Arthritis is inflammation of the joints due to various causes. A typical symptom is joint pain. However, not all joint pain can be called arthritis.
What can you do to prevent this type of arthritis? Experts say, "Eating foods that fight inflammation is one of the best ways to do it."
Let's find out which foods are good for improving arthritis symptoms.
Foods rich in antioxidants such as sweet potatoes, pumpkins, carrots and berries.
Powerful antioxidants called flavonoids and carotenoids give the color of fruits and vegetables. Antioxidants are important components of foods that fight inflammation.
Fruits and vegetables high in these antioxidants include berries, pumpkins, sweet potatoes, carrots, tomatoes, peppers, oranges, broccoli, and melons. Blueberries, in particular, contain many antioxidants.
Supplements like the Codeco Aronia capsules that are 100% organic are also a good source of antioxidants!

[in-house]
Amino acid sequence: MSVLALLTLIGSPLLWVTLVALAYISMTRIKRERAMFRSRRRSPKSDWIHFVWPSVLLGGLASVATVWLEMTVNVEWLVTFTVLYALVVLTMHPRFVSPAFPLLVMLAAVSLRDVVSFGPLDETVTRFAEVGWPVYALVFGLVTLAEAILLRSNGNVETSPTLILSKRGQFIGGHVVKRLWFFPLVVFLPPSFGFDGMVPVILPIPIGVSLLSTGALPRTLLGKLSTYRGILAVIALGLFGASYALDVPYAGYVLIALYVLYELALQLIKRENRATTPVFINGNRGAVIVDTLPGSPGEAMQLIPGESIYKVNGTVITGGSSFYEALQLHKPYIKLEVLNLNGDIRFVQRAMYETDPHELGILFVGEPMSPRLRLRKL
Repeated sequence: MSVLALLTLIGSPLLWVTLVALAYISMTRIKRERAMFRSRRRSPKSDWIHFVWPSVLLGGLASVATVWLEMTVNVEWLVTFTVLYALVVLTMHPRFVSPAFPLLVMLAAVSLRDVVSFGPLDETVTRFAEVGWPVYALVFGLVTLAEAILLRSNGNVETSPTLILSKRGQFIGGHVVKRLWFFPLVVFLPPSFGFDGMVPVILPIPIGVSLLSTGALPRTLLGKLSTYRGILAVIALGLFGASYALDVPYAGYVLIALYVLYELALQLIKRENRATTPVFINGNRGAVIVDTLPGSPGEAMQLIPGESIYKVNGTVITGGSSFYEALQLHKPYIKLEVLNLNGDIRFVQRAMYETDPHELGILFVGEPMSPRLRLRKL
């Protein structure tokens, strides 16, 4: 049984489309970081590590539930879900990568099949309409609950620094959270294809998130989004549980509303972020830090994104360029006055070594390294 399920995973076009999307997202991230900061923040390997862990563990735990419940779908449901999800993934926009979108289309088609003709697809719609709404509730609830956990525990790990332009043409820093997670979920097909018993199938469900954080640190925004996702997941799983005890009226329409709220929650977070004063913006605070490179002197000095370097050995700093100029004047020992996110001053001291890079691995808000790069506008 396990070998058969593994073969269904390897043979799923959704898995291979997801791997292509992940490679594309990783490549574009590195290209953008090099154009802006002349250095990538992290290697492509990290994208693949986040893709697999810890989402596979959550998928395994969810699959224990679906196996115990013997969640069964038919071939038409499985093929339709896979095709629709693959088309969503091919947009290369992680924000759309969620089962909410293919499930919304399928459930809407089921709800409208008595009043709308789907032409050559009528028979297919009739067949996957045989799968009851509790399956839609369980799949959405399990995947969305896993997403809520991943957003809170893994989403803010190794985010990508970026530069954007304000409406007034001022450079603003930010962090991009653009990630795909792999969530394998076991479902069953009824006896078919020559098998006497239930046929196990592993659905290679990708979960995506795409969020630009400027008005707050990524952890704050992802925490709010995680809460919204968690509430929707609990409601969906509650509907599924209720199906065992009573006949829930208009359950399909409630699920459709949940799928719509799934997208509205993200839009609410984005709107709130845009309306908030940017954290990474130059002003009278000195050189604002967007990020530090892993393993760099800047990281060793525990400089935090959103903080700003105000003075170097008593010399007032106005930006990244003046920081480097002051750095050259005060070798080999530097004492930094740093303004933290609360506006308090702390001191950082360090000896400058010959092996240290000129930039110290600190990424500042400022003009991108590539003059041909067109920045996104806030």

Whole grains rich in selenium.
Grains that have only the hulls removed without refining are called whole grains. According to the study, people who ate a lot of whole grains such as oatmeal, brown rice and barley had significantly lower levels of C-reactive protein, a measure of inflammation in the body.
Whole grain pasta and bread are high in selenium, an antioxidant that fights inflammation. Studies have shown that eating whole grains can help maintain a healthy weight, reducing the strain on the joints.
Fish rich in Omega -3 fatty acid such as mackerel, anchovies, herring, and salmon.
Arthritis patients have high levels of a protein factor called cytokine, which increases inflammation. However, the omega-3 fatty acids found in fish inhibit cytokines and other inflammatory compounds. Omega-3 fatty acids also help reduce bad cholesterol ( LDL ) and triglycerides.
LDL and triglycerides are factors that increase the risk of cardiovascular disease by increasing inflammation in the body. All fish contain omega -3 fatty acids, but blue fish such as mackerel, herring, sardines and anchovies are particularly high in omega-3 fatty acids.